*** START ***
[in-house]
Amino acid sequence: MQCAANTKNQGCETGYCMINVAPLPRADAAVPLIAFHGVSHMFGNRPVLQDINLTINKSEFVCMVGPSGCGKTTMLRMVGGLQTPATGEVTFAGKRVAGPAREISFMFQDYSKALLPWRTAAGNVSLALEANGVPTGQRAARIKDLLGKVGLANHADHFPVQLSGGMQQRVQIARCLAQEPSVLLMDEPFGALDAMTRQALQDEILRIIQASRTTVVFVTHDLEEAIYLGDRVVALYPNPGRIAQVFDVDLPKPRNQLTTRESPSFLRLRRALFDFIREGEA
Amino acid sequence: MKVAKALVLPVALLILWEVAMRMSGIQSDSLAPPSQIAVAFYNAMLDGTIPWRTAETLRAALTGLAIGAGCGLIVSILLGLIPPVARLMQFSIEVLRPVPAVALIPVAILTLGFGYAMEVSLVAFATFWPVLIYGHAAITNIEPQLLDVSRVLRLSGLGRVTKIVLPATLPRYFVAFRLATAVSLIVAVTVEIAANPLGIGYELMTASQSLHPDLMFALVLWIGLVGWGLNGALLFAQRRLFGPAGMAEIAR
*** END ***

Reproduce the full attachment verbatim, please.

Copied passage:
[in-house]
Amino acid sequence: MQCAANTKNQGCETGYCMINVAPLPRADAAVPLIAFHGVSHMFGNRPVLQDINLTINKSEFVCMVGPSGCGKTTMLRMVGGLQTPATGEVTFAGKRVAGPAREISFMFQDYSKALLPWRTAAGNVSLALEANGVPTGQRAARIKDLLGKVGLANHADHFPVQLSGGMQQRVQIARCLAQEPSVLLMDEPFGALDAMTRQALQDEILRIIQASRTTVVFVTHDLEEAIYLGDRVVALYPNPGRIAQVFDVDLPKPRNQLTTRESPSFLRLRRALFDFIREGEA
Amino acid sequence: MKVAKALVLPVALLILWEVAMRMSGIQSDSLAPPSQIAVAFYNAMLDGTIPWRTAETLRAALTGLAIGAGCGLIVSILLGLIPPVARLMQFSIEVLRPVPAVALIPVAILTLGFGYAMEVSLVAFATFWPVLIYGHAAITNIEPQLLDVSRVLRLSGLGRVTKIVLPATLPRYFVAFRLATAVSLIVAVTVEIAANPLGIGYELMTASQSLHPDLMFALVLWIGLVGWGLNGALLFAQRRLFGPAGMAEIAR